[Esapi-dev] Help regarding issue 251

Kevin W. Wall kevin.w.wall at gmail.com
Tue Oct 7 00:39:35 UTC 2014


[Apologies for the minor rearrangement to clean up the top posting. -kevin]

On Mon, Oct 6, 2014 at 8:18 PM, August Detlefsen <augustd at codemagi.com> wrote:
> On Sat, Oct 4, 2014 at 3:28 AM, Fabio Cerullo <fcerullo at owasp.org> wrote:
>>
>> I belleve August has a point. We cannot handle all date formats that could
>> be represented out there, but we definitely need to make sure the ones we
>> accept are valid.
>>
>> Fabio
>>
>>
>> On Saturday, October 4, 2014, August Detlefsen <augustd at codemagi.com>
>> wrote:
>>>
>>> If you want to be able to handle non-date information in your date
>>> parsing, you can specify string literals in SimpleDateFormat by using single
>>> quotes. You just need to create a specific formatter to handle cases like
>>> "Today is October 3, 2014". The format String would look something like
>>> this:
>>>
>>> "'Today is' MMMM d, yyyy"
>>>
>>> So if someone needed to, they could definitely handle such odd cases with
>>> ESAPI. But IMHO the default should be to strictly validate dates to conform
>>> to the specified format.

Okay, that's great that Java provides a mechanism to do this, but AFAICT,
ESAPI itself provides no mechanism to do this.  I think again, the question
is *should it*? (Note that this is a quite different argument than what we
should allow the default to be.) If this is doable within ESAPI today, *how*
is it down? (And note, it almost certainly has to be done at the API level
so it can be controlled programmatically and not just through some ESAPI
property regex.)

> Actually, with the code change I proposed, the tests fail. I think this
> actually is due to a flaw in the test methodology itself:
>
> The test instantiates a DateFormat like this:
>
> DateFormat format = SimpleDateFormat.getDateInstance();
>
> SimpleDateFormat.getInstance() will return a lenient date format using
> Java's default 'MEDIUM' pattern. When you format a date with the MEDIUM
> pattern, it returns a String like this:
>
> Oct 6, 2014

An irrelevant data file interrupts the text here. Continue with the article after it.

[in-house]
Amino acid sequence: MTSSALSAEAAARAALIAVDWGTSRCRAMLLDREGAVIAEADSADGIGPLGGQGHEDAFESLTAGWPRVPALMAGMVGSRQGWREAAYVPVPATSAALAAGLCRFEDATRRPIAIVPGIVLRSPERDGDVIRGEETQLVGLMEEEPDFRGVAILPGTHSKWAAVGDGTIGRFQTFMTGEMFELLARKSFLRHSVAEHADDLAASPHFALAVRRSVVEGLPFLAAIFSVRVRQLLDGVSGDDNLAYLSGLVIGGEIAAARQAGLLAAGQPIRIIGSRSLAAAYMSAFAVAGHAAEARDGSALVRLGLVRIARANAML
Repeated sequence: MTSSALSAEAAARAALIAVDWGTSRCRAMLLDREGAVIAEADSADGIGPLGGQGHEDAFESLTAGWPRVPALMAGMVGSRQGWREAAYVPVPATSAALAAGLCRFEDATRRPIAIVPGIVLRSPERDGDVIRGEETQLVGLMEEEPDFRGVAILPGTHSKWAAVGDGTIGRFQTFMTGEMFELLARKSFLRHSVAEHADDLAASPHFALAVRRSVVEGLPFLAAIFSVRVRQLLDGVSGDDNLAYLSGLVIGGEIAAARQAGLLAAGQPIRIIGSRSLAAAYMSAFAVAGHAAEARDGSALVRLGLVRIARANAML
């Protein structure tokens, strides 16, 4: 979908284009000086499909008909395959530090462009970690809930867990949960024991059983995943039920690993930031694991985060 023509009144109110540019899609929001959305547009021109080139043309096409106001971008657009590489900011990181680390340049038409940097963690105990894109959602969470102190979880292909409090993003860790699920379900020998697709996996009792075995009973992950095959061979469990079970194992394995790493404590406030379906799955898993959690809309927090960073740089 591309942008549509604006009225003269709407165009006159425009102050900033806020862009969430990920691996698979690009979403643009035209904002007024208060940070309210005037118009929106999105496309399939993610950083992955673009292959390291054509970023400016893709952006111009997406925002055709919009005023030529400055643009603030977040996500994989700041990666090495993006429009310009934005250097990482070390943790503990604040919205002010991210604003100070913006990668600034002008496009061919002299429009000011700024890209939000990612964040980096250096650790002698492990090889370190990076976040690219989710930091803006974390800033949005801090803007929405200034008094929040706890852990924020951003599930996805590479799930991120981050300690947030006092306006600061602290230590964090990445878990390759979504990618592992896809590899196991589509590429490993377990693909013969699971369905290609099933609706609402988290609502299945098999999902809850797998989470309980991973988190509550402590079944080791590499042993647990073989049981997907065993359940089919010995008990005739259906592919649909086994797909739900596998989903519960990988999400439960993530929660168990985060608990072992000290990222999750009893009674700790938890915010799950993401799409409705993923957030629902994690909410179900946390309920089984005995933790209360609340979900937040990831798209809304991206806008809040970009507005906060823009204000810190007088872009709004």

>
> But because the formatter is lenient, it is stall able to parse full dates
> like:

Ah, there it is. 'Lenient' is the word that I was looking for. I mistakenly
referred to it as 'loose'. Hope that did not confuse anyone.

>
> October 6, 2014
>
> into a valid Java Date object.
>
> In this case, the tests all fail because the input "September 11, 2001" does
> not match the formatted parsed date, "Sep 11, 2001". I could easily change
> the test methodology to use a fully-specified date formatter like:
>
> DateFormat format = new SimpleDateFormat("MMMM dd, yyyy");
>
> and all tests would pass, BUT, what is the expected operational use case of
> ESAPI? Do we need to support lenient date formats? Or can developers be
> expected to specify full date formats when using ESAPI?

And that exactly is why I posted, and in fact, asked Nalin Goel and
the two colleagues he is working with to post to *both* ESAPI-Dev and
ESAPI-User mailing lists.

I think most of us will agree on what the safe (wrt security) defaults are,
but I'm not so convinced that we understand the operational use cases of
developers who happen to be *using* ESAPI, which IMO is quite a different
thing.  We still have not heard from the *user* community on this. Does
that mean no one cares or no one is using these Validator methods?

-kevin
-- 
Blog: http://off-the-wall-security.blogspot.com/
NSA: All your crypto bit are belong to us.


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